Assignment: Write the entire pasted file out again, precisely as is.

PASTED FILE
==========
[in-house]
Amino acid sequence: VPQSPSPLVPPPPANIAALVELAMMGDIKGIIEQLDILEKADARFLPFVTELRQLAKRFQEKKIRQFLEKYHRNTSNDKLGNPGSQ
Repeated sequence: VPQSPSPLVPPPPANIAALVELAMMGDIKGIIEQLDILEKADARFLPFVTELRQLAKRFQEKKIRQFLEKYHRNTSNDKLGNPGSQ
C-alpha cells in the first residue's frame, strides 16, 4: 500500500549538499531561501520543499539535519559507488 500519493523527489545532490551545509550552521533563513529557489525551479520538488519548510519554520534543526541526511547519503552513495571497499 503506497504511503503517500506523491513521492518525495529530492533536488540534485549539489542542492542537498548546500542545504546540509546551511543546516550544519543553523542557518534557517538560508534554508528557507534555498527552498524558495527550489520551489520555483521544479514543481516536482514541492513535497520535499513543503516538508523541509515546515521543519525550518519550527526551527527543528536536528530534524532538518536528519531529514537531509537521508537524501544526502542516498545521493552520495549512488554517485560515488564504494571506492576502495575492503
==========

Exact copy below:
[in-house]
Amino acid sequence: VPQSPSPLVPPPPANIAALVELAMMGDIKGIIEQLDILEKADARFLPFVTELRQLAKRFQEKKIRQFLEKYHRNTSNDKLGNPGSQ
Repeated sequence: VPQSPSPLVPPPPANIAALVELAMMGDIKGIIEQLDILEKADARFLPFVTELRQLAKRFQEKKIRQFLEKYHRNTSNDKLGNPGSQ
C-alpha cells in the first residue's frame, strides 16, 4: 500500500549538499531561501520543499539535519559507488 500519493523527489545532490551545509550552521533563513529557489525551479520538488519548510519554520534543526541526511547519503552513495571497499 503506497504511503503517500506523491513521492518525495529530492533536488540534485549539489542542492542537498548546500542545504546540509546551511543546516550544519543553523542557518534557517538560508534554508528557507534555498527552498524558495527550489520551489520555483521544479514543481516536482514541492513535497520535499513543503516538508523541509515546515521543519525550518519550527526551527527543528536536528530534524532538518536528519531529514537531509537521508537524501544526502542516498545521493552520495549512488554517485560515488564504494571506492576502495575492503